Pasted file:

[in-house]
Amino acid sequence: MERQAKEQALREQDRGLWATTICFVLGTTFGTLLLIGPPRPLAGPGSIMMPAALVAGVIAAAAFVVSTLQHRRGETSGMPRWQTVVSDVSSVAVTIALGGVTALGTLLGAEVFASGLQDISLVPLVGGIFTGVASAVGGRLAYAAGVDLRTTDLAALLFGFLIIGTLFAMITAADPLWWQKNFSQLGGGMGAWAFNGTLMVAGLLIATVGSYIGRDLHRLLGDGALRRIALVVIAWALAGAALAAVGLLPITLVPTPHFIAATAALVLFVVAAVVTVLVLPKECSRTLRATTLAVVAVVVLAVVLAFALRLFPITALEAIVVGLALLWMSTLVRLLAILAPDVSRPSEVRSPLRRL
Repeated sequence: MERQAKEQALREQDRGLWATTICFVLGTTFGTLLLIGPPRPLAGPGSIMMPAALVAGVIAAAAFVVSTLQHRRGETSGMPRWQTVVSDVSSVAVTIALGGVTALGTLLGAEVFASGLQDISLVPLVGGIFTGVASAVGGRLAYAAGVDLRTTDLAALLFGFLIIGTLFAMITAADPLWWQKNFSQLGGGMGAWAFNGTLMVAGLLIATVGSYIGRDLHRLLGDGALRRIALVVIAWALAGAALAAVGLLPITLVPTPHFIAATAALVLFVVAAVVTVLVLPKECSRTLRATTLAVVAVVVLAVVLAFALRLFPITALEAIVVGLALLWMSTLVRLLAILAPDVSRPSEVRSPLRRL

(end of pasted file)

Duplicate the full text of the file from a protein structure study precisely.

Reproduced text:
[in-house]
Amino acid sequence: MERQAKEQALREQDRGLWATTICFVLGTTFGTLLLIGPPRPLAGPGSIMMPAALVAGVIAAAAFVVSTLQHRRGETSGMPRWQTVVSDVSSVAVTIALGGVTALGTLLGAEVFASGLQDISLVPLVGGIFTGVASAVGGRLAYAAGVDLRTTDLAALLFGFLIIGTLFAMITAADPLWWQKNFSQLGGGMGAWAFNGTLMVAGLLIATVGSYIGRDLHRLLGDGALRRIALVVIAWALAGAALAAVGLLPITLVPTPHFIAATAALVLFVVAAVVTVLVLPKECSRTLRATTLAVVAVVVLAVVLAFALRLFPITALEAIVVGLALLWMSTLVRLLAILAPDVSRPSEVRSPLRRL
Repeated sequence: MERQAKEQALREQDRGLWATTICFVLGTTFGTLLLIGPPRPLAGPGSIMMPAALVAGVIAAAAFVVSTLQHRRGETSGMPRWQTVVSDVSSVAVTIALGGVTALGTLLGAEVFASGLQDISLVPLVGGIFTGVASAVGGRLAYAAGVDLRTTDLAALLFGFLIIGTLFAMITAADPLWWQKNFSQLGGGMGAWAFNGTLMVAGLLIATVGSYIGRDLHRLLGDGALRRIALVVIAWALAGAALAAVGLLPITLVPTPHFIAATAALVLFVVAAVVTVLVLPKECSRTLRATTLAVVAVVVLAVVLAFALRLFPITALEAIVVGLALLWMSTLVRLLAILAPDVSRPSEVRSPLRRL